Three programs - the CIPs of Cambodia, Egypt, and North Macedonia - have never shared any data at all, and receive a 0% score.
Processing data richness
We evaluated each program's Processing Data Richness on the basis of the following ten criteria providing a maximum possible 16 points (weighting in parenthesis):
- Application volume - main applicants (2)
- Application volume - dependents (1)
- Application approval volume - main applicants (2)
- Application approval volume - dependents (1)
- Application rejection volume (2)
- Application volume by country of origin (2)
- Application approval volume by country of origin (2)
- Application rejection volume by country of origin (2)
- Average number of dependents per application (1)
- Average number of dependents per application by country of origin (1)
In terms of data richness, Saint Lucia's CIP outperforms that of Grenada and even Malta's MEIN (often considered an example of best practice). While all three provide comprehensive statistics, Saint Lucia stands out for its willingness to share details on the nationalities of its investors, which neither Grenada nor Malta divulges (though the latter does disclose "region of origin").
Financial Data Disclosure
We also evaluated each program's level of Financial Data Disclosure based on eight criteria and with a maximum score of 13 points:
- Total investment amounts published (2)
- Total donation amounts published (2)
- Total government fee amounts published (2)
- Application volume by investment category (2)
- Application volume by investment category and country of origin (1)
- Average investment amounts (1)
- Average investment amount by applicant country of origin (1)
- Details of government disbursement/retention of program proceeds published (2)
Malta is the most forthcoming in terms of disclosing the movement of capital into (and out of) its program, obtaining a score of 11 out 13, falling short of full marks because of its reluctance to report on investor nationality.
Antigua & Barbuda is not far behind, having shared ample and detailed financial details, at least during the years when its CIU was still publishing reports.
Availability of Historical Data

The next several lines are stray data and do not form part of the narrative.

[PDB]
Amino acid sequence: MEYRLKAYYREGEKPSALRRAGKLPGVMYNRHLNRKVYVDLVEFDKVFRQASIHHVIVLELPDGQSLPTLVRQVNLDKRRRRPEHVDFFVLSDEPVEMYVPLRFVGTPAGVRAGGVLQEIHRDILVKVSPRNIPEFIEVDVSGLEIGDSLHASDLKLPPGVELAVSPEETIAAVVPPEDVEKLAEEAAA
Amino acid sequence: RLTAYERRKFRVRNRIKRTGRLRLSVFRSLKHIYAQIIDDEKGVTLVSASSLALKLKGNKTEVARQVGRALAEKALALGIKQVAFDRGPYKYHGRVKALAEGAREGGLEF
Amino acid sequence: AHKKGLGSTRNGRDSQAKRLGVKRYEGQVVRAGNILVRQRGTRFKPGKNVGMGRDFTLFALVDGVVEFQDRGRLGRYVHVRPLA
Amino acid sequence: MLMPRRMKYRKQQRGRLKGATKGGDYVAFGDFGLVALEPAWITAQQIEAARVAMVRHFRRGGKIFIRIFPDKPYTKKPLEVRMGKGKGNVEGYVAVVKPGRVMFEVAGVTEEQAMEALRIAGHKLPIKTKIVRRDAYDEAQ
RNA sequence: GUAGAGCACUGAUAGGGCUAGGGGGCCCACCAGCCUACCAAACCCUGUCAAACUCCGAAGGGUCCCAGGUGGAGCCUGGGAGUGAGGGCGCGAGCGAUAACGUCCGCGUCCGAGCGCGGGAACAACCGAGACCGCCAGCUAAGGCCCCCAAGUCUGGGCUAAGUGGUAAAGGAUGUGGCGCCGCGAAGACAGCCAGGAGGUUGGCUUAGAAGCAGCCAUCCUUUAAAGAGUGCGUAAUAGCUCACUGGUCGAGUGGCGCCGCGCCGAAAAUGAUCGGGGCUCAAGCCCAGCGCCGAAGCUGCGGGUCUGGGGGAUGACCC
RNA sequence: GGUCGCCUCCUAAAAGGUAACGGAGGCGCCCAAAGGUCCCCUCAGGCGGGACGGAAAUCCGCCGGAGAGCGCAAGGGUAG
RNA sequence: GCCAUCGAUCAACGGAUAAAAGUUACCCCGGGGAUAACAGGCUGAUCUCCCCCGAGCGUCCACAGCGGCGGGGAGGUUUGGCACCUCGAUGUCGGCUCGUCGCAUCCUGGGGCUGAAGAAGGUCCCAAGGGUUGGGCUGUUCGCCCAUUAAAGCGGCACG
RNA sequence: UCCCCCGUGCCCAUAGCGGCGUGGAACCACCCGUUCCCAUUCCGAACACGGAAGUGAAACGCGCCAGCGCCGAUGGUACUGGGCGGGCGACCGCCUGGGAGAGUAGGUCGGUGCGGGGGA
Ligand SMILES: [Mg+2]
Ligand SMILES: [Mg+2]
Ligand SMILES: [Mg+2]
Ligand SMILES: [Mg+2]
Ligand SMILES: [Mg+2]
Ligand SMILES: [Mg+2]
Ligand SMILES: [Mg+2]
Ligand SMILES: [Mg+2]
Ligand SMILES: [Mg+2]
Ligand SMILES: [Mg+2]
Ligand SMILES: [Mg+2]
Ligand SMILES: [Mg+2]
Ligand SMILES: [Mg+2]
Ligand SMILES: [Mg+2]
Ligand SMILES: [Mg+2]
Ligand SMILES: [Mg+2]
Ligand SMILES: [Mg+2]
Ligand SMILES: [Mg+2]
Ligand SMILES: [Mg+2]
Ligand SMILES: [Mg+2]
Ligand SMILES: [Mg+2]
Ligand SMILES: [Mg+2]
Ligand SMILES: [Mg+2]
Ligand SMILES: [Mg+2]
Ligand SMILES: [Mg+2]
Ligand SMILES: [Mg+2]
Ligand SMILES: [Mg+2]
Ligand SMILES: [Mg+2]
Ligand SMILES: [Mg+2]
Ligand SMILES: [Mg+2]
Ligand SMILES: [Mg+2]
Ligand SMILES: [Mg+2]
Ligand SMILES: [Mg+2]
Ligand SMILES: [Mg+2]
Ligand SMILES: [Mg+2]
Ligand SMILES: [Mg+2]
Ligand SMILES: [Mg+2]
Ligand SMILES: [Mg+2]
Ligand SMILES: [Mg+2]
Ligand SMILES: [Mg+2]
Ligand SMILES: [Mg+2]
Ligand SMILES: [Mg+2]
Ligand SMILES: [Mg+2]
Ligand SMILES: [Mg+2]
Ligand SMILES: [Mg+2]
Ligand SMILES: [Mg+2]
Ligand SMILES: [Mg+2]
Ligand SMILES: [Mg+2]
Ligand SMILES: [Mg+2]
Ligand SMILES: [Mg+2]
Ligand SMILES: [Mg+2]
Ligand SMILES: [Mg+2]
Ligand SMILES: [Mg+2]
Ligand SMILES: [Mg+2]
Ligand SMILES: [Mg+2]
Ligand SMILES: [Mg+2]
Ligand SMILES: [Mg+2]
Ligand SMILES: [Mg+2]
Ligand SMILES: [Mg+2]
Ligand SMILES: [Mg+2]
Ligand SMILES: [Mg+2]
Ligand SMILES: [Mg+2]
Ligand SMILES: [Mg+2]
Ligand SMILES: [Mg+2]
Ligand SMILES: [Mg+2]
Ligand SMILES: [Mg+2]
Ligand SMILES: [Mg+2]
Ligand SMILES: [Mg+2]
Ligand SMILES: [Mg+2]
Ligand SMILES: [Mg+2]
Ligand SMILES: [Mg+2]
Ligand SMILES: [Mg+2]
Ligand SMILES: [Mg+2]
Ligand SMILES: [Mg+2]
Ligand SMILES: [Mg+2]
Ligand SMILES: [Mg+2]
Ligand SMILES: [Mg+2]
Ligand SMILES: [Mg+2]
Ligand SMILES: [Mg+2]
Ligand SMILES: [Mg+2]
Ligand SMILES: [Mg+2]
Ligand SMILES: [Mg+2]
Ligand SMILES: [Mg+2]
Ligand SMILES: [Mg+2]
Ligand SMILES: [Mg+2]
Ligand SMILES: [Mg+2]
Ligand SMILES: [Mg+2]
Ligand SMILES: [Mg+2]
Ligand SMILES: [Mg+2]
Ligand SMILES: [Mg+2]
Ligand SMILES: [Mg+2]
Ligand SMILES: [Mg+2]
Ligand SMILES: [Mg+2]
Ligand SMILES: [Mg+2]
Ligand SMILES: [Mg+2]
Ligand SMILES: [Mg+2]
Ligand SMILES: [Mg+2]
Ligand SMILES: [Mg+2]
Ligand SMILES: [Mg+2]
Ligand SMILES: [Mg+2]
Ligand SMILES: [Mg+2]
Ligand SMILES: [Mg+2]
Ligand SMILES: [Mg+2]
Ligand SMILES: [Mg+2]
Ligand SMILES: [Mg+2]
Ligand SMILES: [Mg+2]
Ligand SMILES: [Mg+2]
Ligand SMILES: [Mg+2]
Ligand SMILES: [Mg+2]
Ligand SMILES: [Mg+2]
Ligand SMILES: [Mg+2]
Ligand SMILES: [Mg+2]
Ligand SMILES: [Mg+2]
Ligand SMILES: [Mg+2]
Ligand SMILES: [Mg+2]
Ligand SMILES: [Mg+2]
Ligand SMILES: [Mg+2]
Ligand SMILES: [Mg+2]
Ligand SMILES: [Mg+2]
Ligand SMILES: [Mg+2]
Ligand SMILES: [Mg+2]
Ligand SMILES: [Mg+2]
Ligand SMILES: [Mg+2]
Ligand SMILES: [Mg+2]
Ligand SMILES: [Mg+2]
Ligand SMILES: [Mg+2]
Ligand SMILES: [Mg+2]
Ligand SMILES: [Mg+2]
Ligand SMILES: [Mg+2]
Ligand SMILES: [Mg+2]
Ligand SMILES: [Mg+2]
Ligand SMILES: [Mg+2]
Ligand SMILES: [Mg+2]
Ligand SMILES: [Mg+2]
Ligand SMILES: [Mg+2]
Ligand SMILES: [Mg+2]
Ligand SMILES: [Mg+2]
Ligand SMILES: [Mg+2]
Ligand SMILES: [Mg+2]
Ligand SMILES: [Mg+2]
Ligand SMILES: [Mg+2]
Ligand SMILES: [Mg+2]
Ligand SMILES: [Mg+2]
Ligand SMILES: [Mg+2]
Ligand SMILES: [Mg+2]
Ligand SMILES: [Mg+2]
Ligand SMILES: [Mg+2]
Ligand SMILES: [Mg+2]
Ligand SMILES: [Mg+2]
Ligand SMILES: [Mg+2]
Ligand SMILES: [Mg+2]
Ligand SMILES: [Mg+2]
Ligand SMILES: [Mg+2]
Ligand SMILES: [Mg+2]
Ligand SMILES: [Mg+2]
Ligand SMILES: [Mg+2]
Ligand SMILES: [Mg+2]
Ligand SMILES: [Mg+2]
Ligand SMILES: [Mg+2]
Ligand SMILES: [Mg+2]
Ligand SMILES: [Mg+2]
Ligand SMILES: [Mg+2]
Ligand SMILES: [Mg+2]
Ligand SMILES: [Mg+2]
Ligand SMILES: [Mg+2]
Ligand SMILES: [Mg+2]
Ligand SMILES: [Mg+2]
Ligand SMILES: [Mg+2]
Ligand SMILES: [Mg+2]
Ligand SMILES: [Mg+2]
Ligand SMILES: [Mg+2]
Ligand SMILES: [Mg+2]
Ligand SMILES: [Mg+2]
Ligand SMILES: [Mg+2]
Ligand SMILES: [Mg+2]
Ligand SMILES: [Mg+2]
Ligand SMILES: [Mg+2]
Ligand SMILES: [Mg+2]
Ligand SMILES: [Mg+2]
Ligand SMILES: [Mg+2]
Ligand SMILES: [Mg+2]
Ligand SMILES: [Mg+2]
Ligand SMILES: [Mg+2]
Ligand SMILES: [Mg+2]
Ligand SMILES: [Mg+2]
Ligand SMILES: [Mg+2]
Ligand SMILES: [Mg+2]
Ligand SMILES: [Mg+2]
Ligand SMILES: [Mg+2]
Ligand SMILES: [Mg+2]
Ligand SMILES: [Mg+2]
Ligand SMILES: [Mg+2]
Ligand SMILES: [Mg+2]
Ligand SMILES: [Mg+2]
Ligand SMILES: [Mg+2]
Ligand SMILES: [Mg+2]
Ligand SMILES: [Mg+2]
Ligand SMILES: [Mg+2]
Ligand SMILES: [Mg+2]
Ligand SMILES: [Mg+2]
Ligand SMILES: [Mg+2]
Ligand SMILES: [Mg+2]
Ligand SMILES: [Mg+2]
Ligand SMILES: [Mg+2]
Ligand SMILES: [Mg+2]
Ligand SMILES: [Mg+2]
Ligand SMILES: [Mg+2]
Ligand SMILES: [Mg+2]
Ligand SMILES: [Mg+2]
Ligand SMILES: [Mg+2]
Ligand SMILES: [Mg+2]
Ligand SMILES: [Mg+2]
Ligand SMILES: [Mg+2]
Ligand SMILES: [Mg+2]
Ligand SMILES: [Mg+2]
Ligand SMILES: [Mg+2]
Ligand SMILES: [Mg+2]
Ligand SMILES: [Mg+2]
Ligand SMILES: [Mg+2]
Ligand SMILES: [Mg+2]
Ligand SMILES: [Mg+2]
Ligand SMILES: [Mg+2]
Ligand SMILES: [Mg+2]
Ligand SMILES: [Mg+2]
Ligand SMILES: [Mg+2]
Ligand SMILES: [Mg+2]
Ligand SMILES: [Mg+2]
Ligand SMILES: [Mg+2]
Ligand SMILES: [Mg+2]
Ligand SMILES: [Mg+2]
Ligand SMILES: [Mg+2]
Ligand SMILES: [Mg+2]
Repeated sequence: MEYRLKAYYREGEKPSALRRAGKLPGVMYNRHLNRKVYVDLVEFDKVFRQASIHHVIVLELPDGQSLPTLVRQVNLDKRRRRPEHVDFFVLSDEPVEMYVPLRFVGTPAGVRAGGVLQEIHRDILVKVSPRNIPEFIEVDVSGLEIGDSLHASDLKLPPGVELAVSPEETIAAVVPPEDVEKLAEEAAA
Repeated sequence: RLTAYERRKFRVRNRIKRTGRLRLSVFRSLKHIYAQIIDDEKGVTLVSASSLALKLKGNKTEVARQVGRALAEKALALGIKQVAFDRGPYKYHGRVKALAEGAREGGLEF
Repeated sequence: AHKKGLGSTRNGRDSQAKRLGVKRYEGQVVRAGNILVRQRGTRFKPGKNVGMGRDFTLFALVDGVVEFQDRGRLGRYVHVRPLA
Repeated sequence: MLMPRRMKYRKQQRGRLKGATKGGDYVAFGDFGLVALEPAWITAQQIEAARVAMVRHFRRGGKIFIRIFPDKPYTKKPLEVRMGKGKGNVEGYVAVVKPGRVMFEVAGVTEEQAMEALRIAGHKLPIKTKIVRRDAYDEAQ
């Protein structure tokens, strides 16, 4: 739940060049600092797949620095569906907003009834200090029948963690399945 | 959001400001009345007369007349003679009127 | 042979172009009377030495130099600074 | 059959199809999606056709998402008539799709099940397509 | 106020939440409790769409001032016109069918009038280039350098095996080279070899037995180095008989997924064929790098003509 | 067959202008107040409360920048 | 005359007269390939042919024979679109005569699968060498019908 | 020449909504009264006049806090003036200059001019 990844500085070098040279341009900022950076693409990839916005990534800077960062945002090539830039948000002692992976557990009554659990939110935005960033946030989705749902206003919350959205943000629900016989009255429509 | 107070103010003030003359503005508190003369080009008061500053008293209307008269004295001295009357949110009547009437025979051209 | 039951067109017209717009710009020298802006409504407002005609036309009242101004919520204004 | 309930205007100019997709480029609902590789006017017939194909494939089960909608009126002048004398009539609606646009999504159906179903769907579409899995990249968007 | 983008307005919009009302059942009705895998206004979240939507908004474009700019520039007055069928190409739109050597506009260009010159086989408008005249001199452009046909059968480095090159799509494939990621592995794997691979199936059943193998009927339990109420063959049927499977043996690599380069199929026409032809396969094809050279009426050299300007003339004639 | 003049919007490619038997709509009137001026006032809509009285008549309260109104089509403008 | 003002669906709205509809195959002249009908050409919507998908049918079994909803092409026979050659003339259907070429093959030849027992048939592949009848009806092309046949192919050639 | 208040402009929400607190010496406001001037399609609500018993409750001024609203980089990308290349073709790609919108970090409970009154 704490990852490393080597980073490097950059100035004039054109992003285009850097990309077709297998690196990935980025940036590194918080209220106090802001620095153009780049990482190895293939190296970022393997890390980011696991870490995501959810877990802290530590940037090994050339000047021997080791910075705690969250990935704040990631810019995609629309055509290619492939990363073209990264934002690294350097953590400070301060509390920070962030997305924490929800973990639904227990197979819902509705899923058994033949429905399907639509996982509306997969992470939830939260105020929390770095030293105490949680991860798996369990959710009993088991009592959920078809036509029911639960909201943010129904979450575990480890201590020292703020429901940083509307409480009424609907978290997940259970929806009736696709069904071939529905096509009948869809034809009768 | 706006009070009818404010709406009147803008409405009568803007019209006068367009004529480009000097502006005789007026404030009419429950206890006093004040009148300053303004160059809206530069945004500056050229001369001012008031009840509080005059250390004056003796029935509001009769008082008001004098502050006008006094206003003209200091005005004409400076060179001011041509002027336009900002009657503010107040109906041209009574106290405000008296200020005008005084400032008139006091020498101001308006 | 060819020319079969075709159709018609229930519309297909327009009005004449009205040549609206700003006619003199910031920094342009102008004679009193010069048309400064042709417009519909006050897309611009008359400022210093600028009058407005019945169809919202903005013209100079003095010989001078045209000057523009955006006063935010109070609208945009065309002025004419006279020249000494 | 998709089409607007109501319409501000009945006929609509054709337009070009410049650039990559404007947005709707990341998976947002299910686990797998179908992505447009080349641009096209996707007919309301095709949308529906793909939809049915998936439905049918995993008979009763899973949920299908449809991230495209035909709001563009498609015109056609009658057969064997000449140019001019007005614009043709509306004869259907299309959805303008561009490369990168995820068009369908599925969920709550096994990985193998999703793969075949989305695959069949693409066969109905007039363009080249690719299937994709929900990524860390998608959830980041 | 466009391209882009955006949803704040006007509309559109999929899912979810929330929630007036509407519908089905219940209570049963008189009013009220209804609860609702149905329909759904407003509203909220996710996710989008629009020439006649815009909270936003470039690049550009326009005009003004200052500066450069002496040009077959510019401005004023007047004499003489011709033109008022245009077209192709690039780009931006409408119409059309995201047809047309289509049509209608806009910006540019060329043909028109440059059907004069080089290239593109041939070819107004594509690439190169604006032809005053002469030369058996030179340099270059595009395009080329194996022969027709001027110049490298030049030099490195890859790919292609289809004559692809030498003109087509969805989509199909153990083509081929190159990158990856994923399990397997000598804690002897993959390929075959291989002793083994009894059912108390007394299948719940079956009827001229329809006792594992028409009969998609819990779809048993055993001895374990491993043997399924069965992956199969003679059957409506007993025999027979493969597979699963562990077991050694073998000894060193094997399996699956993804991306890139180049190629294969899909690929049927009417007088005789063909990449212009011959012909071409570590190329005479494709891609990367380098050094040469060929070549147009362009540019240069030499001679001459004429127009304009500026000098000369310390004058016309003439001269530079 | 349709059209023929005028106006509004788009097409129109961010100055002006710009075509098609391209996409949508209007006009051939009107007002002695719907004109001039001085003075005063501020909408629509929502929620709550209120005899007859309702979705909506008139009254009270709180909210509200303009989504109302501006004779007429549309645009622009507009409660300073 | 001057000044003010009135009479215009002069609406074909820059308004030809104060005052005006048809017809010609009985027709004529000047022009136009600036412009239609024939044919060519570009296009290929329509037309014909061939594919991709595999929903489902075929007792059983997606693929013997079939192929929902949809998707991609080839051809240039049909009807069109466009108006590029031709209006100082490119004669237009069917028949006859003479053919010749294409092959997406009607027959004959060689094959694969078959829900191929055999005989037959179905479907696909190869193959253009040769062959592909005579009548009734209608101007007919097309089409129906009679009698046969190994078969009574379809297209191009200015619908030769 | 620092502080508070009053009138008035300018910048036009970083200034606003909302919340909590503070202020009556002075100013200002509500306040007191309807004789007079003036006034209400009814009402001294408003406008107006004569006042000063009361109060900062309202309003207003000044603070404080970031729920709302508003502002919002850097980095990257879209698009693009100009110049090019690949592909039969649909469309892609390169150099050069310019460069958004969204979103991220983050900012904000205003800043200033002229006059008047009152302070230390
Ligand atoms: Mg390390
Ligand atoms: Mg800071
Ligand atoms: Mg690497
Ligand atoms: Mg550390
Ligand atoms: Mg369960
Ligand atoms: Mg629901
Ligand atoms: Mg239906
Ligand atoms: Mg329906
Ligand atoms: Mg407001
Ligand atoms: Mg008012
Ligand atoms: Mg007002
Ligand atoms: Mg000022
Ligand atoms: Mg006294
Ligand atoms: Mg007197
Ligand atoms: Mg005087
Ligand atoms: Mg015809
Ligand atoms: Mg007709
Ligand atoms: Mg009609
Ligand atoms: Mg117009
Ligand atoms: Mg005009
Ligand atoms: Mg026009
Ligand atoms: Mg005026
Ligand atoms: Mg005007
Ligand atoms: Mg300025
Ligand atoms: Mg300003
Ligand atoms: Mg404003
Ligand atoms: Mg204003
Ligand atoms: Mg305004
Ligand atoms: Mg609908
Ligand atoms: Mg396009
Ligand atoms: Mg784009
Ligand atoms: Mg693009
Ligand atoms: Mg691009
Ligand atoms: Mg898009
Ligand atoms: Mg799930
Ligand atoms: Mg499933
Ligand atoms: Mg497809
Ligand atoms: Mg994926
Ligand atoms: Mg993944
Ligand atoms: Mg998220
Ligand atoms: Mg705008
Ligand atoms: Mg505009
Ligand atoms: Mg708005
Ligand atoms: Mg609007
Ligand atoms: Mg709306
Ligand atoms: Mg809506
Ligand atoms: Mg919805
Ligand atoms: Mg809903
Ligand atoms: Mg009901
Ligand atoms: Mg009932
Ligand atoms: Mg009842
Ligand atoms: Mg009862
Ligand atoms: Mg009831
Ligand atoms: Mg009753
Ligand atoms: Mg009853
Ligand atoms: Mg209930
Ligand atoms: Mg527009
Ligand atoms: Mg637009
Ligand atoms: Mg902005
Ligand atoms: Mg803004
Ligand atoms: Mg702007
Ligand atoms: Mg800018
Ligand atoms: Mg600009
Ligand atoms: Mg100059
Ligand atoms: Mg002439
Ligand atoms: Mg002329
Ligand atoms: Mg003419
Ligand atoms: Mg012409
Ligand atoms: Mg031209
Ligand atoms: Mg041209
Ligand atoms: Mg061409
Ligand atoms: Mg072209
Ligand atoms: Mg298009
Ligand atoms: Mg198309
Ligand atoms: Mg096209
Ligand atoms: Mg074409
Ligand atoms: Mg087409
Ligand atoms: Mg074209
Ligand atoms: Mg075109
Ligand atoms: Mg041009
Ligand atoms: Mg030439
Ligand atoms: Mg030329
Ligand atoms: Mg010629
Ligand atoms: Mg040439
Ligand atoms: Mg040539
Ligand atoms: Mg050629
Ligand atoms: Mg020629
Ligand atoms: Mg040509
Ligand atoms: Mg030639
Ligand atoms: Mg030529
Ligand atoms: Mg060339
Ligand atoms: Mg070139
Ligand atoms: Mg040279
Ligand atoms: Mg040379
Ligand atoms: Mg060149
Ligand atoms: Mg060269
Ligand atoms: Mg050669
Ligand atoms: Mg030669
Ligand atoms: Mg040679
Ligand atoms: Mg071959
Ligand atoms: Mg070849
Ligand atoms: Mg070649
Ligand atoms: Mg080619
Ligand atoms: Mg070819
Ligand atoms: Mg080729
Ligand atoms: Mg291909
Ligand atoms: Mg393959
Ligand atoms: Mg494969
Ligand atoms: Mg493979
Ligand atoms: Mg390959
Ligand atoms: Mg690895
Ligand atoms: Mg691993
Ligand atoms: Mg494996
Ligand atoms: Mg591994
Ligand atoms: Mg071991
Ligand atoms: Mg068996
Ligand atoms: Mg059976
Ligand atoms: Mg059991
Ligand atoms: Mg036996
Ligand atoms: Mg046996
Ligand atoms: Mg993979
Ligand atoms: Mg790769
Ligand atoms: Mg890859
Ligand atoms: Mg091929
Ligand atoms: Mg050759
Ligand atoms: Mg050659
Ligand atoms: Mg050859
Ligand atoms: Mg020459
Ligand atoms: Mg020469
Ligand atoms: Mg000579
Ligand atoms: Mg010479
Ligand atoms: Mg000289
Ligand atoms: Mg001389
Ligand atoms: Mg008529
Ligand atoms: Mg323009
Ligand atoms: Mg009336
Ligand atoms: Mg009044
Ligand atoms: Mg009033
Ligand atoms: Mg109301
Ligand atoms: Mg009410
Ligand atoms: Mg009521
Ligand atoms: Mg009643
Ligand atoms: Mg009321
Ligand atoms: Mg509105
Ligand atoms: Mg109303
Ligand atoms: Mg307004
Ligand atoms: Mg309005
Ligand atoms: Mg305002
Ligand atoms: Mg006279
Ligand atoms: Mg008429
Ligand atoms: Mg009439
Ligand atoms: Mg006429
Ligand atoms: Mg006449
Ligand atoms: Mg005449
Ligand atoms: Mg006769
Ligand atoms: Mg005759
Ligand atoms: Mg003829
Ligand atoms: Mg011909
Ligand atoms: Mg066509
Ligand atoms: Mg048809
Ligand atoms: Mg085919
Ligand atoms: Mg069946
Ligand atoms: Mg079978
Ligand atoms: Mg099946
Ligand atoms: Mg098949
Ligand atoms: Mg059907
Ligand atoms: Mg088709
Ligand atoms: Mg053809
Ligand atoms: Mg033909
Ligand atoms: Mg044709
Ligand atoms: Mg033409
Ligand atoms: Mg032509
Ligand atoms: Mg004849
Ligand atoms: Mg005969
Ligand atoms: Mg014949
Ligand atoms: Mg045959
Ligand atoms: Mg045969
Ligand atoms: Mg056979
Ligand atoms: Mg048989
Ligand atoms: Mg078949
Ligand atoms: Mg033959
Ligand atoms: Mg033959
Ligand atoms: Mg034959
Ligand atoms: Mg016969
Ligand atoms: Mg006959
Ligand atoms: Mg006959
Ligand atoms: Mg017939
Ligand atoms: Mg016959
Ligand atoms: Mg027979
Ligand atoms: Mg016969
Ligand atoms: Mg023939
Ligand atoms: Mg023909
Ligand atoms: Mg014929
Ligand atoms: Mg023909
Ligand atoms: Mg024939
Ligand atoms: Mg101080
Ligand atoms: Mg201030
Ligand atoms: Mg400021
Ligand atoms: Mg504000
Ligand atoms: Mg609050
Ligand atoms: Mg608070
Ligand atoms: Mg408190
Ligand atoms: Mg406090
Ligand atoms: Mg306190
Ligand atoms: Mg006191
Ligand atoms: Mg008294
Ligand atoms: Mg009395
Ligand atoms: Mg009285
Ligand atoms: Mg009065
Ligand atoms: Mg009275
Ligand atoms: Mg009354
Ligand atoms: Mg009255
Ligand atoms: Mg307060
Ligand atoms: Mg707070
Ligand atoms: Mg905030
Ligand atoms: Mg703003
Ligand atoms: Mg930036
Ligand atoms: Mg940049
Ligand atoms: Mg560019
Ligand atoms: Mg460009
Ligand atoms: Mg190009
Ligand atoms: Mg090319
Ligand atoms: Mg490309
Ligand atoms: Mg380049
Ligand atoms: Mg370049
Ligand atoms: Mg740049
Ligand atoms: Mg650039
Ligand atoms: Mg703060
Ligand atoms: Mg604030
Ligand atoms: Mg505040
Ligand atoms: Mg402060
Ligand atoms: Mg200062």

Only Malta and Saint Lucia maintain complete, public, historical records of their respective programs' performance. Antigua & Barbuda and Grenada provide nearly complete data sets (reports are, oddly, unavailable for certain periods), while Dominica, Jordan, Saint Kitts & Nevis, Turkey, and Vanuatu only provide partial data for select periods.
Certain procedural measures are crucial to preventing the blights of favoritism, nepotism, equal-opportunity public procurement, and downright graft. In our Index, we have chosen to focus on the following five criteria, granting each program one point for each criterion they fulfill:
- Government payments to private sector entities disclosed
- Names of agents published
- Agent appointment terms are clearly defined and published
- Reports compiled by an independent authority
- Agent blacklists are published
On this dimension, Malta is considerably ahead of its peers and is along in disclosing precisely how much it has paid to private sector companies (such as Henley & Partners, the erstwhile concessionaire) during the course of the MIIP, and having a program regulator that is independent of both the government and the processing unit.
In aggregate, Malta's MEIN policy is the world's most transparent CBI program, followed by the three Caribbean CIPs of Saint Lucia, Grenada, and Antigua & Barbuda.
A considerable gap exists between the top-four performers and the remainder. The case of Antigua & Barbuda is worth noting because it could very easily rise to become the leader among its Caribbean peers by reverting to its habit of regular reporting, publishing a blacklist, disclosing further details of its payments to agents, and publishing the unpublished historical data it already has on-hand
We hope the audience, private companies, and program administrators recognize the value of CBI transparency and the publication of an index to measure it. We further hope this inaugural edition of the index can serve as an incentive for program authorities to improve and do better in the rankings in the future and, thereby, lift the industry's overall level of integrity.
Readers are encouraged to send in their suggestions for improvements to our (no doubt imperfect) methodology.